Mrs. Grady explained that her daughter was an only child, and reckoned herself like Hannah in the Bible promising her daughter back to God, which she did by raising her and devoting her daughter back to God. Raised in a conservative Christian home to mature parents, Mrs. Grady described that she always reinforced to her daughter that it was okay that she acted differently than the other children, and dressed differently, and spoke differently and didn’t do a lot of the different things that the other children did.

    Mr. Grady also spoke of how a close knit family they were, and parents who were always involved in their daughter’s life at home, in school and in the community. The point was made how precious time is and Mr. Grady had the audience erupting in laughter with his joking comments and interactions with his wife and daughter.

    So our Cayman parents were reminded that our youth are exposed to a lot of distractions, and it is up to the parents to equip and prepare them instead of them being filled up with outside influences of no substance.

    And the evening was topped off when BRIANNA BODDEN was presented to the Church as making HISTORY IN THE CAYMAN ISLANDS with her recent graduation at the Clifton Hunter High School by achieving 11 CSX PASSES and getting an “A” in the British General Certificate of Secondary Education!
    https://www.caymancompass.com/2018/07/11/adventist-church-honors-graduate-of-clifton-hunter-high-school/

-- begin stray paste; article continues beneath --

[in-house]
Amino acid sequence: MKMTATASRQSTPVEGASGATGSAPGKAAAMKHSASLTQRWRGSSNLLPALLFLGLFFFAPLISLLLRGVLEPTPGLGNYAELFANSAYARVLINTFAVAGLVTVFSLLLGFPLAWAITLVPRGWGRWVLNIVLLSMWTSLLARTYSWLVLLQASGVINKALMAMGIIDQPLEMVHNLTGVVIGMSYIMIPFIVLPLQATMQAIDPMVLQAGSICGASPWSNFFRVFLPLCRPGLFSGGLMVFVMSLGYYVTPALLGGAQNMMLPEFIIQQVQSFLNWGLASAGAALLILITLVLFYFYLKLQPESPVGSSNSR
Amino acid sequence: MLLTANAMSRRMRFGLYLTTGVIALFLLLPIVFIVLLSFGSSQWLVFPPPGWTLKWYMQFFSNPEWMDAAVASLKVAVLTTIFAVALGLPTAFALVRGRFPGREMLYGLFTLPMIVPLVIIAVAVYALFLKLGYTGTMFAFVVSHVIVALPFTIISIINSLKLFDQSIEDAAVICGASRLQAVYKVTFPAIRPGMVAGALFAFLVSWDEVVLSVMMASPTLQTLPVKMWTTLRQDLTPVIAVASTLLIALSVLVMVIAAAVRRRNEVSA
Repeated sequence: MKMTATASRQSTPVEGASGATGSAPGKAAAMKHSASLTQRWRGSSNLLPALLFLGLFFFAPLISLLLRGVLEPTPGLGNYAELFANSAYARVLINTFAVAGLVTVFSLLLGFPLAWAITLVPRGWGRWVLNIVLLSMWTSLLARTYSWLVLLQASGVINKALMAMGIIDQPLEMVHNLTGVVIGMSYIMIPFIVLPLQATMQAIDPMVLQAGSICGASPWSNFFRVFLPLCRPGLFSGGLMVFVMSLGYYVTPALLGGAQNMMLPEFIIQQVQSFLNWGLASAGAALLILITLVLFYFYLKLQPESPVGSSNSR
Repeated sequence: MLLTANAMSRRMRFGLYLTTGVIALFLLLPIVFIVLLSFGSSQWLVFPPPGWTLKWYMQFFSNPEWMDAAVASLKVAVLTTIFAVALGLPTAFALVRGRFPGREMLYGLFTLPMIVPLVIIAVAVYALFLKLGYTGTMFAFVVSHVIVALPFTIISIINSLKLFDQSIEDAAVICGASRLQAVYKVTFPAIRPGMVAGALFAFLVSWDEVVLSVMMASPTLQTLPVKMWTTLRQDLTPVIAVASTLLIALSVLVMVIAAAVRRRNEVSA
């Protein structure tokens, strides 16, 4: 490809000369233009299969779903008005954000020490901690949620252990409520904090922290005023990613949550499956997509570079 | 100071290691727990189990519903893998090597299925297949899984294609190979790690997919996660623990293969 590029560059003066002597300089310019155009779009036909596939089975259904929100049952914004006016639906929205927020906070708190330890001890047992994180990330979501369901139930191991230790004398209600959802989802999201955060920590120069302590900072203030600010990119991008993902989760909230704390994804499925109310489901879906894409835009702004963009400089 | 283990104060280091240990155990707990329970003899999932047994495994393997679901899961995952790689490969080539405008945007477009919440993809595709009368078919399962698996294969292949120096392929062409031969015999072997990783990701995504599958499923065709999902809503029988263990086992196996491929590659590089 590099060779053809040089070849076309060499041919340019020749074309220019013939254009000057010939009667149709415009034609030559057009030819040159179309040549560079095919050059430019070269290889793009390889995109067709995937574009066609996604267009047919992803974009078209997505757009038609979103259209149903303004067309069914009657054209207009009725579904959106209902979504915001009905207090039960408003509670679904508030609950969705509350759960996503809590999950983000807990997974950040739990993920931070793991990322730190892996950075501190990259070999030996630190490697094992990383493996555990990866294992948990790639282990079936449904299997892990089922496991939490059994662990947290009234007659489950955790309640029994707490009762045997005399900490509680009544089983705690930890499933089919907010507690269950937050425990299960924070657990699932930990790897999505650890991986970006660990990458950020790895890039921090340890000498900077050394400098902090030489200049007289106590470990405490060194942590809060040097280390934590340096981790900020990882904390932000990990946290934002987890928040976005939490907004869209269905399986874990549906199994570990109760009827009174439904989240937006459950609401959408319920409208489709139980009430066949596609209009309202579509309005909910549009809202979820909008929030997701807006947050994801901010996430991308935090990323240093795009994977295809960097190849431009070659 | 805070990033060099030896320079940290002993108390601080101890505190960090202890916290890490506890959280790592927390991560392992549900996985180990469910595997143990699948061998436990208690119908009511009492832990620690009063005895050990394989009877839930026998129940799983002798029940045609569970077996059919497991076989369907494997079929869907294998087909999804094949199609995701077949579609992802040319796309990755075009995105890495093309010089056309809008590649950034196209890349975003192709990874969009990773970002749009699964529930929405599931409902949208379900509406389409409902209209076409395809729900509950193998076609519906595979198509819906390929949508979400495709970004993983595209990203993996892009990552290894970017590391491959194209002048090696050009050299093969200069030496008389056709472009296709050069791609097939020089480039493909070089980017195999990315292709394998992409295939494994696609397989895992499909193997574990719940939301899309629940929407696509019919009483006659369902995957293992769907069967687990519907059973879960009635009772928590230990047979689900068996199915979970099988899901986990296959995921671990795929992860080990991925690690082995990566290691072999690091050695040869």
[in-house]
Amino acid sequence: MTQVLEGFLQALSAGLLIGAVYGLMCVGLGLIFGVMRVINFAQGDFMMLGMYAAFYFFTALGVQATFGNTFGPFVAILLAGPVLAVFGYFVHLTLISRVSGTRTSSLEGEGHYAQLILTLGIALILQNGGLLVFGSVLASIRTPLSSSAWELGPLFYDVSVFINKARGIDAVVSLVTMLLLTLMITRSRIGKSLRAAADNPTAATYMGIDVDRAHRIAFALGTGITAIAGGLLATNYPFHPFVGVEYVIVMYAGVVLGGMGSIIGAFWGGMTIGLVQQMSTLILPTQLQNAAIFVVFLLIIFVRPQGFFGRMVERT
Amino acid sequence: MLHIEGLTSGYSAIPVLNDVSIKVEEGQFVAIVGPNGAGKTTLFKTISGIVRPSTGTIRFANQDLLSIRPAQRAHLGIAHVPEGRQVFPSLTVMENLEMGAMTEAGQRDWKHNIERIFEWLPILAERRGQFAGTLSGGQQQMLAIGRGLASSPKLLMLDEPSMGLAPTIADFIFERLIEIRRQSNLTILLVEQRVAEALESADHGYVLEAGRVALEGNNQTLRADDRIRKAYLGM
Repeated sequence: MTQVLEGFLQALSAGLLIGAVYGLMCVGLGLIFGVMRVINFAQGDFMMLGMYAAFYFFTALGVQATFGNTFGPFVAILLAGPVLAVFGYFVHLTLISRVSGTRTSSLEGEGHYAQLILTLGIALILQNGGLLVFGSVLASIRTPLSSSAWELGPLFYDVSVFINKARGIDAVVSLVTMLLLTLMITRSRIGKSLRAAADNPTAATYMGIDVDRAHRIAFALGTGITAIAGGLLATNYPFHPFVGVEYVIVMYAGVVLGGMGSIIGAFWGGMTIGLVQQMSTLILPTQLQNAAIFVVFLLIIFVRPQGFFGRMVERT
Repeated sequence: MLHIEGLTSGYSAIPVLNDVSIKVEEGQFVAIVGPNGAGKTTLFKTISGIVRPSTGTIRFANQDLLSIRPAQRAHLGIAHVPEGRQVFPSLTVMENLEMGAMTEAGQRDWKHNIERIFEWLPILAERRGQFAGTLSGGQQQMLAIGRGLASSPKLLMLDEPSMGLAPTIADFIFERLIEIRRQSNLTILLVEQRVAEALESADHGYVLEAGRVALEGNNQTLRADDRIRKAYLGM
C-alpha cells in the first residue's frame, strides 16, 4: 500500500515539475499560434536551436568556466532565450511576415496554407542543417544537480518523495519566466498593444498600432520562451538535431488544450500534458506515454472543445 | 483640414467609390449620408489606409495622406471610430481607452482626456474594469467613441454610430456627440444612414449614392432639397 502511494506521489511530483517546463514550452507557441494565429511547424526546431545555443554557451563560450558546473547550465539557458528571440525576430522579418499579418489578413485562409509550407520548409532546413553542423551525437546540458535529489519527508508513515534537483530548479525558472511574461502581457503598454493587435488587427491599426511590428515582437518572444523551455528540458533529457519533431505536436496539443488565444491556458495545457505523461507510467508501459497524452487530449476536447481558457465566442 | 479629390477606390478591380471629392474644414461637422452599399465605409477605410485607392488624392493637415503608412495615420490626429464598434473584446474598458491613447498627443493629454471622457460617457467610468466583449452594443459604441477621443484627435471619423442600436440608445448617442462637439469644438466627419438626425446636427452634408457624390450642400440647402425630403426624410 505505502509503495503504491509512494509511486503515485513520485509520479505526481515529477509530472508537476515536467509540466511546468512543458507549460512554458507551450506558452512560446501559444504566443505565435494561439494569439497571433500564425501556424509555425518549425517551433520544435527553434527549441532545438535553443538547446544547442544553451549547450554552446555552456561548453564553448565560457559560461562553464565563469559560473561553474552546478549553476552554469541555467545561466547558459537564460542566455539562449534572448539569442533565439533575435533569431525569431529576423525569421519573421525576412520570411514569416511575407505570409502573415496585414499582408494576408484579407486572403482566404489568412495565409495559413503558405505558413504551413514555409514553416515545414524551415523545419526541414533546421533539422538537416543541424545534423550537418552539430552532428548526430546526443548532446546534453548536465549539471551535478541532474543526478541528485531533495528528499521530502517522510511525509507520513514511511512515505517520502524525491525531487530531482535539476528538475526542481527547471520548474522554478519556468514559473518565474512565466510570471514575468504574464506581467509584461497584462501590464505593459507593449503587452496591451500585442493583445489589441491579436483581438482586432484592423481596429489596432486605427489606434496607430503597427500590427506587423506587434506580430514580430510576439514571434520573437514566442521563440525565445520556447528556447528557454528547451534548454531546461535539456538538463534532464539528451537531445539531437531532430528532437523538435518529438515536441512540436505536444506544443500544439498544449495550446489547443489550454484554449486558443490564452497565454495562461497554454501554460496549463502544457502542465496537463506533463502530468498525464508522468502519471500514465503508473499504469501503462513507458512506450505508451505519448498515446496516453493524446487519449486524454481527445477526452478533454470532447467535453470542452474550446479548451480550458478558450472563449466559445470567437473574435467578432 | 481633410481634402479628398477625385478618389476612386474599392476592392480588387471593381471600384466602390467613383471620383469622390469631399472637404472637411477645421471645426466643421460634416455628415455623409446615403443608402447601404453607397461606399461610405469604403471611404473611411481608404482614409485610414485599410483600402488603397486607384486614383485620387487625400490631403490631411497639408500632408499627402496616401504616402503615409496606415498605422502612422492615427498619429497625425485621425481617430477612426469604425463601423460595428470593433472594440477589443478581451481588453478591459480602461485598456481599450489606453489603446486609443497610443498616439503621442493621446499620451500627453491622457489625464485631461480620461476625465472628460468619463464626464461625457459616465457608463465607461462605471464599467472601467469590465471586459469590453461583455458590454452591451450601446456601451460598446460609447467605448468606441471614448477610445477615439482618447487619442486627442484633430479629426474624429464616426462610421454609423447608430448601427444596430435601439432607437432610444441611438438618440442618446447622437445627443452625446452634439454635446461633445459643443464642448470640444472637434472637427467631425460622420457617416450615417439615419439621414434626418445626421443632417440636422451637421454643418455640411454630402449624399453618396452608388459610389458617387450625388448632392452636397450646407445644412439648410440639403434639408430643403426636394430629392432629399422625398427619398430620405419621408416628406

https://www.caymancompass.com/2018/01/02/bodden-recognized-for-academic-work/

    So, Ms. Bell and Mr. Ebanks, Youth Week started in full gear and it was an overall wonderful evening to hear the excellence that our Cayman youth can achieve when their moral and spiritual compass is continually being reinforced by their parents and the wider community.

  4. Ms. Ebanks , while I am understanding more about what was said and started .
    I have to agree that it could have been an good evening . But do you believe that prayer is better than prevention ? The message I wanted to let everyone know was , see something say something , and prevention is always better than prayers .

    • Mr. Ebanks, I ABSOLUTELY agree with you that when you see something, say something.

      Ironically, I was having that same discussion with my daughter yesterday. And to call BS when you see it. Always. Doesn’t matter who it is. Keep it 100 and respectable, but question what you don’t know. Keep your actions pure. Keep your motives right. Do the right thing. Even if something happens afterwards, at least you know you did the right thing for the right reason, even if you are in the minority.

      And yes, prayer is something we cannot live without and is better than prevention, because in this instant situation, Ms. Grady COULD NOT have prevented the gunman from coming into the school and she specifically made the point that prayer and her faith in God automatically took over and that’s what kept her calm as fear did not grip her when the other children were screaming and hyperventilating and caused themselves to be seen in their panic.